London has been on a journey to electrify its bus fleet, helping the city to tackle the twin crises of toxic air pollution and climate breakdown.
London recently passed a major milestone when it announced more than 1,000 zero-emission buses now operate in its fleet1. This means that one in seven buses in London now produces no emissions2 —and that London’s zero-emission bus fleet is the largest in Western Europe. To put this in perspective, C40 data shows that the next three largest zero-emission bus fleets in other Western European cities have 282, 207, and 190 zero-emission vehicles, respectively3.
This article explores how London is achieving a cleaner, greener, and fairer future by investing in a record number of zero-emission buses, creating thousands of good, green jobs, and working with bus manufacturers to improve working conditions in the supply chain.
How did London do it?
London’s progress in electrifying its bus fleet has been driven by the ambitious policies of its mayor and C40 Chair, Sadiq Khan. Since 2021, the mayor has required that all new buses entering the fleet in London be zero emission. He also set a clear target: by 2034, London aims to have a fully zero-emission bus fleet. This goal could potentially be accelerated to 2030 with more support and funding from the UK’s central government.
These policies provided clear direction for Transport for London (TfL), the city’s transport authority. They also signalled to bus operators and manufacturers that London is committed to zero-emission buses. This has encouraged manufacturers, alongside TfL and London bus operators, to develop and roll out zero-emission buses and to invest in the necessary infrastructure to support the vehicles.
These targets align with London’s broader ambition to become a net-zero carbon city by 2030. Converting the bus fleet to be entirely zero emission by 2034 will save an estimated 4.8 million tonnes of carbon – this number could rise to 5.5 million tonnes if the goal is achieved by 2030.
Creating good, green jobs and ethical supply chains
London’s investment in zero-emission buses is not only making the city greener but also boosting the national green economy. TfL’s investment in zero-emission buses supports around 3,000 green jobs across the UK. By fostering a growing market for zero-emission vehicles, this investment is paving the way for green economic growth and lowering costs for other local authorities through economies of scale.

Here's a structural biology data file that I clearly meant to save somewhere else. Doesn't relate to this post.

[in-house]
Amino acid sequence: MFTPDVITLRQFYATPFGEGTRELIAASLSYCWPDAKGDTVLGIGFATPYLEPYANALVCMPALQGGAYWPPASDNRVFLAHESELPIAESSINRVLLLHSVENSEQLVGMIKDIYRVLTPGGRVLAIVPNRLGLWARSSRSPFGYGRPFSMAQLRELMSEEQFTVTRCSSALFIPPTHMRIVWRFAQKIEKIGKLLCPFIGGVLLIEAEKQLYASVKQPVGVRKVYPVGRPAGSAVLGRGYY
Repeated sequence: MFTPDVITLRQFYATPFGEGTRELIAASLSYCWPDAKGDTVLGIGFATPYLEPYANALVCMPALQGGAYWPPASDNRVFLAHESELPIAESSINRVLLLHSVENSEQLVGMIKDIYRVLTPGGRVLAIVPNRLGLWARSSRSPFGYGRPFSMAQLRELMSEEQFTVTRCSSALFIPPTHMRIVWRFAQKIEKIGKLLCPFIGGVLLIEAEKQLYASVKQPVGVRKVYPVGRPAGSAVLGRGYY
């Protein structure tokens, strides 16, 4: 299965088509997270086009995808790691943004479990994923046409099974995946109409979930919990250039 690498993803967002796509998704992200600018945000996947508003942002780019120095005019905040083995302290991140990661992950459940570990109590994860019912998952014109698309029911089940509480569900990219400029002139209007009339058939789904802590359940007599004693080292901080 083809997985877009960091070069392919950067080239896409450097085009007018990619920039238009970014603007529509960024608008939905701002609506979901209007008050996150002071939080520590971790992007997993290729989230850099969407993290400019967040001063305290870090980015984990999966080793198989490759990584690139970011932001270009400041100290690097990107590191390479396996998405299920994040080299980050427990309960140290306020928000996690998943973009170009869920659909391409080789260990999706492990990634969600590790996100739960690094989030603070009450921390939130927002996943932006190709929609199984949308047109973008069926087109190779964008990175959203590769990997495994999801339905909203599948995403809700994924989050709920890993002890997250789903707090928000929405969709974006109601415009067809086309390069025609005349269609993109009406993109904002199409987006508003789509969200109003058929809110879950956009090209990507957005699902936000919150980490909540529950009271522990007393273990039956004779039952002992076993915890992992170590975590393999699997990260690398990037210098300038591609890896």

Importantly, London is also taking steps to understand how the raw materials needed for its zero-emission buses, such as cobalt, lithium, tin, and nickel, are sourced. TfL has partnered with the independent monitoring organisation Electronics Watch and ten other European public buying authorities to improve working conditions in its supply chain.
By collaborating with vehicle manufacturers, TfL aims to better understand where the batteries for its zero-emission buses are coming from, including information about where raw materials are being sourced and where key components are being manufactured. Electronic Watch’s network will monitor working conditions at certain sites, putting workers’ voices at the centre of monitoring and establishing greater supply chain transparency.
A cleaner, greener, and fairer future
London’s journey toward electrifying its bus fleet is a beacon of hope for greener urban transport. The city is reducing carbon emissions while supporting the green economy with ambitious policies, clear targets, and a commitment to ethical supply chains. London’s leadership in investing in zero-emission buses is a prime example of a cleaner, greener, and fairer future for all.
1. As of October 2023, TfL’s bus fleet size was around 8,700 vehicles, of which 1,180 were zero emission.
2. No emissions produced at the tailpipe.
3. C40 cities report annually on the number of zero emission buses in the city fleet. Our data is collected confidentially from cities, hence we are unable to make this public. There are currently 18 European cities in the C40 network, including the largest cities in the region.